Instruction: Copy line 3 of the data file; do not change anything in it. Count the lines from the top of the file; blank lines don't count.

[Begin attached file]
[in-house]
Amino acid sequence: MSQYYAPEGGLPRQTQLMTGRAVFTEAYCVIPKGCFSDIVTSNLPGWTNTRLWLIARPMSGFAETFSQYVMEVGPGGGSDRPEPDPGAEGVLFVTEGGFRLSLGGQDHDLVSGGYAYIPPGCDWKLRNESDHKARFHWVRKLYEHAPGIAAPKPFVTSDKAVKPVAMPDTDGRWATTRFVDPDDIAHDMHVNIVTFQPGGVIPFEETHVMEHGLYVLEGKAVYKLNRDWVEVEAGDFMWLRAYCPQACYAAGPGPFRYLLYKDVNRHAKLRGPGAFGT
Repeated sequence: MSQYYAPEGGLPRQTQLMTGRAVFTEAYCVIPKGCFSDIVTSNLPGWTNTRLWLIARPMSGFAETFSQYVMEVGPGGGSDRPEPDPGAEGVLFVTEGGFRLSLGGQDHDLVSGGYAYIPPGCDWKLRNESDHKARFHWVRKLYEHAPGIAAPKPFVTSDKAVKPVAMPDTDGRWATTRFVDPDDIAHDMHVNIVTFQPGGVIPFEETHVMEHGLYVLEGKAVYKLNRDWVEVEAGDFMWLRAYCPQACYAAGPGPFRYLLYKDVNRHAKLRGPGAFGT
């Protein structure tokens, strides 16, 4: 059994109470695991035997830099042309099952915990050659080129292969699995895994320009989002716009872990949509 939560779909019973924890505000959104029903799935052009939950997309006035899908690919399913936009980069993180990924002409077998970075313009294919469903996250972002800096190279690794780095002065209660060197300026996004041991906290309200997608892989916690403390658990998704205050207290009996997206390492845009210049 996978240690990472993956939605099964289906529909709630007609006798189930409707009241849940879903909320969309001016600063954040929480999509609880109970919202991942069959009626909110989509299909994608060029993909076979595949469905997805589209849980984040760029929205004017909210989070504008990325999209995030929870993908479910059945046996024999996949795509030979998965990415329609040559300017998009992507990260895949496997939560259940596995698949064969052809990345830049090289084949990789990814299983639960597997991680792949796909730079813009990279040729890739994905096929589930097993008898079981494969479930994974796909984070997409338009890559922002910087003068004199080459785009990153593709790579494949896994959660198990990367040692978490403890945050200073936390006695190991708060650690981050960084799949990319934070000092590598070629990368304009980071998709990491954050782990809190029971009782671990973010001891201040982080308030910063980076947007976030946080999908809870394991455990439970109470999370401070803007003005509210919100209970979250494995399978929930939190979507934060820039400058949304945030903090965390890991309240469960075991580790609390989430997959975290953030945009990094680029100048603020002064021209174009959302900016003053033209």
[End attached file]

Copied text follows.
Repeated sequence: MSQYYAPEGGLPRQTQLMTGRAVFTEAYCVIPKGCFSDIVTSNLPGWTNTRLWLIARPMSGFAETFSQYVMEVGPGGGSDRPEPDPGAEGVLFVTEGGFRLSLGGQDHDLVSGGYAYIPPGCDWKLRNESDHKARFHWVRKLYEHAPGIAAPKPFVTSDKAVKPVAMPDTDGRWATTRFVDPDDIAHDMHVNIVTFQPGGVIPFEETHVMEHGLYVLEGKAVYKLNRDWVEVEAGDFMWLRAYCPQACYAAGPGPFRYLLYKDVNRHAKLRGPGAFGT